2020 CD3 (another temporary moon for the Earth)

How many moons does the Earth have? I've been watching QI for years. It's got to be one of the favourite shows for the "well, actually" crowd. One of the themes in the show is that Stephen (lately Sandi) asks a plain question, and one of the panel gives the answer that everyone thinks is right. This is a trap. One? Wrong! A while back, Stephen Fry talked about Cruithne, and claimed it was a moon of the Earth's. I wrote about this about a year back in one of my Facebook posts. So two? Wrong! The question has come up a number of times on the show, always with different answers. It's turned into a standing joke. But - for the last few months, Earth has had another companion, and it's absolutely tiny. It doesn't have a name, apart from 2020 CD3, and appears to be a captured asteroid, of between two and four metres in size. Because it hasn't been under observation for long, we really don't know when it showed up, but the orbital models indicate at l

Narrowband Palettes

Caution - weird photographs ahead!   Getting the colours You might remember me talking in the past about the different ways you can represent the light you capture in your camera. You can display red light as red, but more interestingly, you can display the light that comes from different elements as different colours on your computer display. This is particularly good for separating light from two gases, say, Hydrogen and Sulphur, which are both reds. You can display one as red and one as green. When I take photos, I use filters to capture different colours. For foreground stars, I typically capture using broad “red”, “green” and “blue” filters, and for background nebulas I use Hydrogen, Oxygen and Sulphur “narrowband” filters. Presenting the colours Later on, in my imaging process, I recombine these channels in any way I find aesthetic. A couple of weeks ago, a new version of my image processing software ( Astro PixelProcessor ) was released. One of the new features is that I can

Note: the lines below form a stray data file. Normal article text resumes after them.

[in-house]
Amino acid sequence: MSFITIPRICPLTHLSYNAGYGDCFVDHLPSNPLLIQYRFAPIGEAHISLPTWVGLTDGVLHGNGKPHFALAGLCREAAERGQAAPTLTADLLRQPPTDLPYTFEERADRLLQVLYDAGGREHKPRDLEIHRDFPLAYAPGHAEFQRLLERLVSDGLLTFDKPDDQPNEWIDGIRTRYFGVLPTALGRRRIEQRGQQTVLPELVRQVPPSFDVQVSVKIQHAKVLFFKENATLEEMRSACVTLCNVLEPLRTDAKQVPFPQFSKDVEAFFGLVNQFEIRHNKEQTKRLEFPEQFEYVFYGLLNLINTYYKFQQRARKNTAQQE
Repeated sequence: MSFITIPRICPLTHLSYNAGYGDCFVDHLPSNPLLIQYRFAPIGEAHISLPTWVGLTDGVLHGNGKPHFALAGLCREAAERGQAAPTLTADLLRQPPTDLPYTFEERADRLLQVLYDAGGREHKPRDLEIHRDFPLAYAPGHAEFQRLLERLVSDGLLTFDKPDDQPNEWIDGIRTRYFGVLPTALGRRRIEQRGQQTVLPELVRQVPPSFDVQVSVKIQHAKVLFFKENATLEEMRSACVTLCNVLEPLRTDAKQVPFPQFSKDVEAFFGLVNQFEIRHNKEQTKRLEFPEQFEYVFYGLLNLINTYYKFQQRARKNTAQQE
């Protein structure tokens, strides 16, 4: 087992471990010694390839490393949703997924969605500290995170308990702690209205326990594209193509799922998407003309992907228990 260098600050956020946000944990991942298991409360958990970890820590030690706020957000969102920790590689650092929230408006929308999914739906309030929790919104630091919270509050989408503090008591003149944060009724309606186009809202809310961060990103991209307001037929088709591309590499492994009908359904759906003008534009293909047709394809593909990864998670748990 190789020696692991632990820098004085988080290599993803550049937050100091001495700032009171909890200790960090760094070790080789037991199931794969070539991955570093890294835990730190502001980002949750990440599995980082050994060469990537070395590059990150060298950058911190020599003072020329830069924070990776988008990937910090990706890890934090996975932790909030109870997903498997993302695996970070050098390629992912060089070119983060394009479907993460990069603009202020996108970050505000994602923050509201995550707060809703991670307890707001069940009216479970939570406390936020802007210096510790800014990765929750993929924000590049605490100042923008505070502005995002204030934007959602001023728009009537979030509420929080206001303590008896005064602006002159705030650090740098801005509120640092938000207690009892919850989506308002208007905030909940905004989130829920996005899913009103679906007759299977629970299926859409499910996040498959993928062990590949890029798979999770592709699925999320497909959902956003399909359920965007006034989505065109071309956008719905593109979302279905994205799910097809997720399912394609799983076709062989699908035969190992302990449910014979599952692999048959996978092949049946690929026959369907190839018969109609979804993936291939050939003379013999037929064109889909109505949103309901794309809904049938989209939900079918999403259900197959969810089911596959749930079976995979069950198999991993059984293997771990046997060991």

Betelgeuse, Betelgeuse, Betelgeuse!

Dimming update? Back at the end of December, I posted that the red supergiant Betelgeuse, in the constellation of Orion, was dimming visibly . It used to be one of the brightest stars in the sky, and now it’s not even in the top 20. Yes, it’s less than half as bright as it was just over a year ago. Red supergiant stars such as Betelgeuse normally end their lives in supernovas, which would be seriously cool to see. We’d be quite safe here, at a good enough distance, but we’d be able to see the explosion as it happened during the day, and it’d be months before it dimmed. There are other possible explanations for what we’re seeing. One theory that might be quite feasible is that a large and dense gas cloud has passed in front of the star. This sort of thing does happen, and would explain the phenomenon quite well. Since the star’s dimming has been in the news, more and more people have been watching it. Most recent reports suggest that the rate at which it’s dimming